sql - MySQL, update multiple tables with one query


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I have a function that updates three tables, but I use three queries to perform this. I wish to use a more convenient approach for good practice.

How can I update multiple tables in MySQL with a single query?


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    Take the case of two tables, Books and Orders. In case, we increase the number of books in a particular order with Order.ID = 1002 in Orders table then we also need to reduce that the total number of books available in our stock by the same number in Books table.

    UPDATE Books, Orders
    SET Orders.Quantity = Orders.Quantity+2,
        Books.InStock = Books.InStock-2
    WHERE
        Books.BookID = Orders.BookID
        AND Orders.OrderID = 1002;
    

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    UPDATE t1
    INNER JOIN t2 ON t2.t1_id = t1.id
    INNER JOIN t3 ON t2.t3_id = t3.id
    SET t1.a = 'something',
        t2.b = 42,
        t3.c = t2.c
    WHERE t1.a = 'blah';
    

    To see what this is going to update, you can convert this into a select statement, e.g.:

    SELECT t2.t1_id, t2.t3_id, t1.a, t2.b, t2.c AS t2_c, t3.c AS t3_c
    FROM t1
    INNER JOIN t2 ON t2.t1_id = t1.id
    INNER JOIN t3 ON t2.t3_id = t3.id
    WHERE t1.a = 'blah';
    

    An example using the same tables as the other answer:

    SELECT Books.BookID, Orders.OrderID,
        Orders.Quantity AS CurrentQuantity,
        Orders.Quantity + 2 AS NewQuantity,
        Books.InStock AS CurrentStock,
        Books.InStock - 2 AS NewStock
    FROM Books
    INNER JOIN Orders ON Books.BookID = Orders.BookID
    WHERE Orders.OrderID = 1002;
    
    UPDATE Books
    INNER JOIN Orders ON Books.BookID = Orders.BookID
    SET Orders.Quantity = Orders.Quantity + 2,
        Books.InStock = Books.InStock - 2
    WHERE Orders.OrderID = 1002;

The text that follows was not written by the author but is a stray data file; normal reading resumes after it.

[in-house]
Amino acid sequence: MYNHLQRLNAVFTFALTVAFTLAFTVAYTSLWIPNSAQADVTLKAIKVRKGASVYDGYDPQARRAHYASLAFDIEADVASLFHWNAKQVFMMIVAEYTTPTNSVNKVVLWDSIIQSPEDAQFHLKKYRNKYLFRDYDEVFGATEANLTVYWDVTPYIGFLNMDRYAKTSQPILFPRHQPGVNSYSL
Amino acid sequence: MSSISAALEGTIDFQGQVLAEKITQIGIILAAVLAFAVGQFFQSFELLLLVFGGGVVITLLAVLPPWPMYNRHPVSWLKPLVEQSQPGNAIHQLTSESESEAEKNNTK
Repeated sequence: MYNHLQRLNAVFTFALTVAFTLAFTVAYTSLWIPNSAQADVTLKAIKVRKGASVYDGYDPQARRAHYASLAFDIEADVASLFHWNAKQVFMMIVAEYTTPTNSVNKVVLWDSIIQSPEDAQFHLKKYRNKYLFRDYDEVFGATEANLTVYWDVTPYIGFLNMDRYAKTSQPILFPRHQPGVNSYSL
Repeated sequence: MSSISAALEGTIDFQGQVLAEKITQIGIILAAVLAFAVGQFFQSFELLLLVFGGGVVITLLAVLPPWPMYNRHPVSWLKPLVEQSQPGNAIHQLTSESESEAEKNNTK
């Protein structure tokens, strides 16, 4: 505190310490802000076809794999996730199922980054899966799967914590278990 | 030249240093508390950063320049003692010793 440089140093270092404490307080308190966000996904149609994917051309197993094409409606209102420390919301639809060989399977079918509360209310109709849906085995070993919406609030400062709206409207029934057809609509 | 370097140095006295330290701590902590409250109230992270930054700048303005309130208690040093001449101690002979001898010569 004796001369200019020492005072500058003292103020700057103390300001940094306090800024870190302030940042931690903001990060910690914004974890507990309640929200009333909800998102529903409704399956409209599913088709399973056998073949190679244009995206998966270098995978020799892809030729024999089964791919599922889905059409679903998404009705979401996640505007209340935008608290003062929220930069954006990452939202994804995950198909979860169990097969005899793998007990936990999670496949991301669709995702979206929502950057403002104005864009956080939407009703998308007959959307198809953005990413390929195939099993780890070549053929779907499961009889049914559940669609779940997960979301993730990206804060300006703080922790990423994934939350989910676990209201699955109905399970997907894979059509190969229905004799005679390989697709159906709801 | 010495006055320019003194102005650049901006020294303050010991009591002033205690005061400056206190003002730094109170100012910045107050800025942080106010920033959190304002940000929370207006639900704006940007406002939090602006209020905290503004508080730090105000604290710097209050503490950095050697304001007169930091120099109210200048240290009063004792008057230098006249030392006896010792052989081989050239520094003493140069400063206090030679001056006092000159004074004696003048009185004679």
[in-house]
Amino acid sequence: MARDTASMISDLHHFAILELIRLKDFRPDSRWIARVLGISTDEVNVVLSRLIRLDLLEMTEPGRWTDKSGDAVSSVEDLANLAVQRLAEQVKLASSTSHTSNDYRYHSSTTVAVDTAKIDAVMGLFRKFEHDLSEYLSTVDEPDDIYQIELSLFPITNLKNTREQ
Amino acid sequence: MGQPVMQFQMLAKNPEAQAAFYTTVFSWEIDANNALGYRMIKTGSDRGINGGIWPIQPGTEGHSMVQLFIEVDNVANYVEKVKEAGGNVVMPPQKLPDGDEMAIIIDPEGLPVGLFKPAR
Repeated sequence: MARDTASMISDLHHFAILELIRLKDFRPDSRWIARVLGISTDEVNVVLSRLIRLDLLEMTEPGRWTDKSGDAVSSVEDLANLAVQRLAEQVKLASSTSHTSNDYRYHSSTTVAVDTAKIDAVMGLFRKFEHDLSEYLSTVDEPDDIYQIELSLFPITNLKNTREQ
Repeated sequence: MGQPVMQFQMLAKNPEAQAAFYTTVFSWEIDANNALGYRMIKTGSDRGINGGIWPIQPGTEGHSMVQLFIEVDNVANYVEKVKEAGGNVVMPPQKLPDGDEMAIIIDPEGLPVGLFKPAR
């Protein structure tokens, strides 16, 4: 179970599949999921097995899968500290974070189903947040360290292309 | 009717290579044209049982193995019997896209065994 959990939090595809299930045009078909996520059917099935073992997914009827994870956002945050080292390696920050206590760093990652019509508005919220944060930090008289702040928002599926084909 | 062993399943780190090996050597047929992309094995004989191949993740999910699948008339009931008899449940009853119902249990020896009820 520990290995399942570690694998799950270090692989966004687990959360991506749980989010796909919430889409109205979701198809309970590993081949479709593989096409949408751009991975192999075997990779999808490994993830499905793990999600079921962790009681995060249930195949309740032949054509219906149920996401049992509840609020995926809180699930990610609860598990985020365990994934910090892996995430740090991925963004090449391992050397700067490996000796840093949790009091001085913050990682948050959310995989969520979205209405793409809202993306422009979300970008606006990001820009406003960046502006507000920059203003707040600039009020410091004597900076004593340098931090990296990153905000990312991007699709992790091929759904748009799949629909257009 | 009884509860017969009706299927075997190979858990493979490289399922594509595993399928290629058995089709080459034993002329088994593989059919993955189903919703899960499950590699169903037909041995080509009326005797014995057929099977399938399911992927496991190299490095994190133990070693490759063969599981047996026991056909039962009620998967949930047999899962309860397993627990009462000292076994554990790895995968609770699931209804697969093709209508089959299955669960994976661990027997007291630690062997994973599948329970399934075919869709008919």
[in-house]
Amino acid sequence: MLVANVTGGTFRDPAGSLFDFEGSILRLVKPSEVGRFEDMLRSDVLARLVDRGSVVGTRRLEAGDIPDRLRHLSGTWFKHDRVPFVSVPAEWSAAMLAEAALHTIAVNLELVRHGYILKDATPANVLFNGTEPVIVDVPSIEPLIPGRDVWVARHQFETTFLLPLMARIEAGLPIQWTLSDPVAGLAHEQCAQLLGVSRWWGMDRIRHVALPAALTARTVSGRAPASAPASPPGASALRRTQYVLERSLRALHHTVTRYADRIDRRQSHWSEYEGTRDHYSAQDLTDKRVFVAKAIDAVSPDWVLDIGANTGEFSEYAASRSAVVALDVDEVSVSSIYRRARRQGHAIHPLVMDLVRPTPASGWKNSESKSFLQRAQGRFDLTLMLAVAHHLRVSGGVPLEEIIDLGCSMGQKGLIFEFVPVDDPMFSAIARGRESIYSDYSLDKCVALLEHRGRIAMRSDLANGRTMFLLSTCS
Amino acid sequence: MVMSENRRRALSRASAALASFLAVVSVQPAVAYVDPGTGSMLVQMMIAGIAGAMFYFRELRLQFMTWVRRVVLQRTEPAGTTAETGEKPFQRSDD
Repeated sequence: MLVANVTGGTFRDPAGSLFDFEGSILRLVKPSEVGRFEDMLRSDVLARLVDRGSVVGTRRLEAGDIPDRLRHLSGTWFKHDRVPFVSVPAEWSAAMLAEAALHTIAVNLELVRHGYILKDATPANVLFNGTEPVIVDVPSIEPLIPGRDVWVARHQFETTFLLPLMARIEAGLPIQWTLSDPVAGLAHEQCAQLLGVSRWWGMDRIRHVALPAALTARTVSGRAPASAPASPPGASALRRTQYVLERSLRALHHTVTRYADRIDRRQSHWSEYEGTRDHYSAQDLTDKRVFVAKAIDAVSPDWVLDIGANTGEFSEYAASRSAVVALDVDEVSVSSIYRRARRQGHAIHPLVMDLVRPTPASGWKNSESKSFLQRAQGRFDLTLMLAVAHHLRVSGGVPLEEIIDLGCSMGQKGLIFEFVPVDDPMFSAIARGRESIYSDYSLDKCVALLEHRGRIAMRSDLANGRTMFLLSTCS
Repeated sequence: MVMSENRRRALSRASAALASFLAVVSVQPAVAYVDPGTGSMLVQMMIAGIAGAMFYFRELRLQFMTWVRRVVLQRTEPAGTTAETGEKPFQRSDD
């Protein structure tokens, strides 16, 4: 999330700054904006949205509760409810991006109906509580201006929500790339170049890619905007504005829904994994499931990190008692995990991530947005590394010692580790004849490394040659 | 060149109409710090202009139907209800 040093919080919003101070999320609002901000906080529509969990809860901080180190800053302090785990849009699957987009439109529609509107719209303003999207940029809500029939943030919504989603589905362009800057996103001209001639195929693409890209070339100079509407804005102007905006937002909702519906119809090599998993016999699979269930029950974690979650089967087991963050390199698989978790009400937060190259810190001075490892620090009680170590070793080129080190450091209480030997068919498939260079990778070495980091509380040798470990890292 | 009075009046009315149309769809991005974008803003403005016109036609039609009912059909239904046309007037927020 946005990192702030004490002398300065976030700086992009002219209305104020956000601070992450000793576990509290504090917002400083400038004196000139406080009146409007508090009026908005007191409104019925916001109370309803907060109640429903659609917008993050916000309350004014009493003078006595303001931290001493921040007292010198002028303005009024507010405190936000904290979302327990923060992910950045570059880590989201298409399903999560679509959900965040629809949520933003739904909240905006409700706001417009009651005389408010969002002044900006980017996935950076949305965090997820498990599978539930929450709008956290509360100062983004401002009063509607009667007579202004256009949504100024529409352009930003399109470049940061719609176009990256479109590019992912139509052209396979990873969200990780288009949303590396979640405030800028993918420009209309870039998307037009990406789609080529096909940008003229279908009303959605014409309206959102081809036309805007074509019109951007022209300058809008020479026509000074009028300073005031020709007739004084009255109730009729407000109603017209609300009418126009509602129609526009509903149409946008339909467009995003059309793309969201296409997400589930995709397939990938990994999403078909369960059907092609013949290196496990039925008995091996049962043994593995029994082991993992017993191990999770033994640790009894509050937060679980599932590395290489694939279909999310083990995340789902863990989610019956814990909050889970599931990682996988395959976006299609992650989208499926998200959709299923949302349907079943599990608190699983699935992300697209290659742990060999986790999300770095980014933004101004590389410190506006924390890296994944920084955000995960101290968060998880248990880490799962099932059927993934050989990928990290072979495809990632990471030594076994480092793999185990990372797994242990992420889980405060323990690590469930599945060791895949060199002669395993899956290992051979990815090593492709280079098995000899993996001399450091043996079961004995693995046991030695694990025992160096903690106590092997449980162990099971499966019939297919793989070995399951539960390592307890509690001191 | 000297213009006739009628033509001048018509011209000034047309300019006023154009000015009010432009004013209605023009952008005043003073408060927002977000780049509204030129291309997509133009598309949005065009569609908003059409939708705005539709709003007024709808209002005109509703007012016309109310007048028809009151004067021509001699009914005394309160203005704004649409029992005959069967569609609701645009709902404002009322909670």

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    You can also do this with one query too using a join like so:

    UPDATE table1,table2 SET table1.col=a,table2.col2=b
    WHERE items.id=month.id;
    

    And then just send this one query, of course. You can read more about joins here: http://dev.mysql.com/doc/refman/5.0/en/join.html. There's also a couple restrictions for ordering and limiting on multiple table updates you can read about here: http://dev.mysql.com/doc/refman/5.0/en/update.html (just ctrl+f "join").


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    When you say multiple queries do you mean multiple SQL statements as in:

    UPDATE table1 SET a=b WHERE c;
    UPDATE table2 SET a=b WHERE d;
    UPDATE table3 SET a=b WHERE e;
    

    Or multiple query function calls as in:

    mySqlQuery(UPDATE table1 SET a=b WHERE c;)
    mySqlQuery(UPDATE table2 SET a=b WHERE d;)
    mySqlQuery(UPDATE table3 SET a=b WHERE e;)
    

    The former can all be done using a single mySqlQuery call if that is what you wanted to achieve, simply call the mySqlQuery function in the following manner:

    mySqlQuery(UPDATE table1 SET a=b WHERE c; UPDATE table2 SET a=b WHERE d; UPDATE table3 SET a=b WHERE e;)
    

    This will execute all three queries with one mySqlQuery() call.


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    That's usually what stored procedures are for: to implement several SQL statements in a sequence. Using rollbacks, you can ensure that they are treated as one unit of work, ie either they are all executed or none of them are, to keep data consistent.